possible clue was gleaned Saturday in to the sinking of the
35 foot Carolina Classic sportfishing boat that went down in
the Neuse River almost two weeks ago. The boat was brought ashore
Saturday afternoon giving investigators a chance to examine
the hull more closely.
was brought on land at Sailcraft Services in Oriental
Coast Guard investigator, Lt. Charles Fluke said Saturday that
one issue may have been the shaft packing gland on the boat’s
port side. He did not elaborate. Under normal circumstances
packing would keep water from filling the boat via the shaft
There were no obvious holes apparent from examining the hull.
clue to the sinking may be the opened engine hatch, which stretches
across the width of part of the cabin. As TownDock.net reported
mid-week, the hatch was found in the open position when divers
got to the boat while it was still stern down, in the Neuse.
The key for one engine was found in the off position, and the
throttle in neutral. That might suggest that the crew had opened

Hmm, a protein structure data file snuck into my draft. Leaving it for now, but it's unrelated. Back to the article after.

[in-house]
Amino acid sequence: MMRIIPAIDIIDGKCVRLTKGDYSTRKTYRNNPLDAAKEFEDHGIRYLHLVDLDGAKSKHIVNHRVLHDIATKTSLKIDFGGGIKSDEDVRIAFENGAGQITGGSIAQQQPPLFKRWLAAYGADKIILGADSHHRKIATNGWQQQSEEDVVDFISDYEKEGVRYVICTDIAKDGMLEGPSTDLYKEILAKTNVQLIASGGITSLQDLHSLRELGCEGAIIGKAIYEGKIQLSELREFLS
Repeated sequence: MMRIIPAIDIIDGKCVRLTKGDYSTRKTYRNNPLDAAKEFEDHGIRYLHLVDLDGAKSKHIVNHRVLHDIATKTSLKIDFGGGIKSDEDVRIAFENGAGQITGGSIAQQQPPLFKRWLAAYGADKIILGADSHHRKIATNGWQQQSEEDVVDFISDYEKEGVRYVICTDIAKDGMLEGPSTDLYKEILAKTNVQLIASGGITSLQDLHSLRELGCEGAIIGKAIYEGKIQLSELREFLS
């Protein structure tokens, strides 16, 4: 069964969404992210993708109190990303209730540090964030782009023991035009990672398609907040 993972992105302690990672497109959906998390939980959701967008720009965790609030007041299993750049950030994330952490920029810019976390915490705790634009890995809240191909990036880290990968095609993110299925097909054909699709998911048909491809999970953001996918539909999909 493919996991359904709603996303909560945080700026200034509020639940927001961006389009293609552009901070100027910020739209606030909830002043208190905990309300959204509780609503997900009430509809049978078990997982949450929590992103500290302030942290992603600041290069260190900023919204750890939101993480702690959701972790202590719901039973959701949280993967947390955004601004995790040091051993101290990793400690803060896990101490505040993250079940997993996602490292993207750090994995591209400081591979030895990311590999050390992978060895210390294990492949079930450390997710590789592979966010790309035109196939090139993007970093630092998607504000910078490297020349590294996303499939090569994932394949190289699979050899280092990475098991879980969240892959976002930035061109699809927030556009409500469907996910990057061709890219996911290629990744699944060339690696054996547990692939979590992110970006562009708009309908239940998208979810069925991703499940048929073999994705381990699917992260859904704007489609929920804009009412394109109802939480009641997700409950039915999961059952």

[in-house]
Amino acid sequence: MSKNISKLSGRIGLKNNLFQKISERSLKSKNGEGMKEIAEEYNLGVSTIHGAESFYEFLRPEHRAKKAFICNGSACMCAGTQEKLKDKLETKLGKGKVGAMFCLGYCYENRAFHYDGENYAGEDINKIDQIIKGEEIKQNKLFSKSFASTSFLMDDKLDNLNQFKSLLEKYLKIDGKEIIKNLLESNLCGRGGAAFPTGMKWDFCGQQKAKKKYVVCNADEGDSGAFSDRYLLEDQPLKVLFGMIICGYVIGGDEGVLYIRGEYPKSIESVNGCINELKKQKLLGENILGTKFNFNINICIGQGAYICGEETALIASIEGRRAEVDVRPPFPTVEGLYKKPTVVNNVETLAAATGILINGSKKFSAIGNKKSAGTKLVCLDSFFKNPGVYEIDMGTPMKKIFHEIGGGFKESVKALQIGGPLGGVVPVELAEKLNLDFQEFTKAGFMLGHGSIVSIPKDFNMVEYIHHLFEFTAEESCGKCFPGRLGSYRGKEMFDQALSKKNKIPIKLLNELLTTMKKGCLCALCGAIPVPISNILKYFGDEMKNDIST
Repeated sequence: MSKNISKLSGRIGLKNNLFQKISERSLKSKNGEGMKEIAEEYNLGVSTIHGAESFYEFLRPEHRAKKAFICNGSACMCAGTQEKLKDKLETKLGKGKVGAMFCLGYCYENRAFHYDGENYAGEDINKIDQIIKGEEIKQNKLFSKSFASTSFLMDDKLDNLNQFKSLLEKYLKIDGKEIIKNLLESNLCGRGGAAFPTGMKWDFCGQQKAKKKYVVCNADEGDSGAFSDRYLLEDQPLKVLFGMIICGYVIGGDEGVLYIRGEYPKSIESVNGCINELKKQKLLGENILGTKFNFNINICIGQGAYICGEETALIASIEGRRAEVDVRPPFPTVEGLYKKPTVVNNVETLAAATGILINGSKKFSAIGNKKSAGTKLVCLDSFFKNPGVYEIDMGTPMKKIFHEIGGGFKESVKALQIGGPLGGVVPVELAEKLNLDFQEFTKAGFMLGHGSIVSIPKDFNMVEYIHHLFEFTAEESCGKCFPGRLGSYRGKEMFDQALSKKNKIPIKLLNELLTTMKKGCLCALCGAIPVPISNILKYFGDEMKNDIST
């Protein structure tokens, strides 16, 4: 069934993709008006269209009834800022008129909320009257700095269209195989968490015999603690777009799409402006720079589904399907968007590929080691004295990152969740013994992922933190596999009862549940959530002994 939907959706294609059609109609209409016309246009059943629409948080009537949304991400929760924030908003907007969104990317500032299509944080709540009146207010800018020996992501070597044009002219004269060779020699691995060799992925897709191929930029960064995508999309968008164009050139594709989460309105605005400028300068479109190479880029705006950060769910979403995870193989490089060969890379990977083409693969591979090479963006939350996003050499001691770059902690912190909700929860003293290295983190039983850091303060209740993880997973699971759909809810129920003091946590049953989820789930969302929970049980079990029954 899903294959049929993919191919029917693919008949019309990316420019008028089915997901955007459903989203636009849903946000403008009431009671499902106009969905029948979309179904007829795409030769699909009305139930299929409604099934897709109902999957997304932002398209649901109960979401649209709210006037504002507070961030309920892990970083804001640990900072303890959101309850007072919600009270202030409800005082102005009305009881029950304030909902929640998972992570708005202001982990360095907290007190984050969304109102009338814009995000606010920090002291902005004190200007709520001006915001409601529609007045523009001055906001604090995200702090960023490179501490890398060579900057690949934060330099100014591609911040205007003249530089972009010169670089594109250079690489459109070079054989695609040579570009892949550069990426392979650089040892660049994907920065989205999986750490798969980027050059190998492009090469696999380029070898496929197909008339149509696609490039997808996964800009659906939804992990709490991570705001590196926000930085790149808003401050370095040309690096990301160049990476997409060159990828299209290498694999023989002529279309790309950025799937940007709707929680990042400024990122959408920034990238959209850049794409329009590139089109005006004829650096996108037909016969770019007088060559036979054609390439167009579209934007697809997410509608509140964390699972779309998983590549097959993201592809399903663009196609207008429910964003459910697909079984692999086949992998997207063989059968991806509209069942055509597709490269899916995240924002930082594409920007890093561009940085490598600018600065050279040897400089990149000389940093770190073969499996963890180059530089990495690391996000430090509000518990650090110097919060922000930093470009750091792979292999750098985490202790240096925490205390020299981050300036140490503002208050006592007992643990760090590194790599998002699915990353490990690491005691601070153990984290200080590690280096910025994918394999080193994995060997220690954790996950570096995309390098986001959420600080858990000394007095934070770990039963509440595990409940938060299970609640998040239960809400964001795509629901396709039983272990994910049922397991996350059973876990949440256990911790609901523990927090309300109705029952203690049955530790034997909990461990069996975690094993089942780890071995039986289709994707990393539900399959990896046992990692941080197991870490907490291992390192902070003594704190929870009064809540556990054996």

the engine compartment to investigate something. But it is also
possible, Lt. Fluke said Friday night, that the compartment
opened when the boat sank.
look into the engine room for clues
men, Sam Puleo and Jim Surfice died in connection with the sinking.
The two left Edenton, where the boat was made at the Carolina
Classic plant, on Sunday February 5th. They were delivering
the boat to so that it could be part of this weekend’s
Miami Boat Show.
The Coast Guard says that it was told that the two men habitually
carried hand held VHF radios and cellphones when they made boat
deliveries. Coast Guard Commander for NC, Captain Dean Lee told
TownDock.net that a review of the recordings of incoming calls
to the Coast Guard found no distress calls from that area on
that Sunday. Captain Lee also said that while out at the site
of the sinking mid-week, Coast Guard crew found that their own
5-watt handheld VHF’s weren’t working.
evening, as crews were cleaning the boat of the mud, waterlogged
cushions and belongings, one handheld VHF radio could be
seen in a puddle amid other debris.
Lt. Fluke said Saturday that he would address whether there
was a “dead zone” for communication in that part
of the river. As for cell phones, Lt. Fluke suggested that cell
phone reliability depended upon the carrier.
Lt. Fluke says he will wrap up his investigation on Tuesday
Boat Delivery Turns Disaster,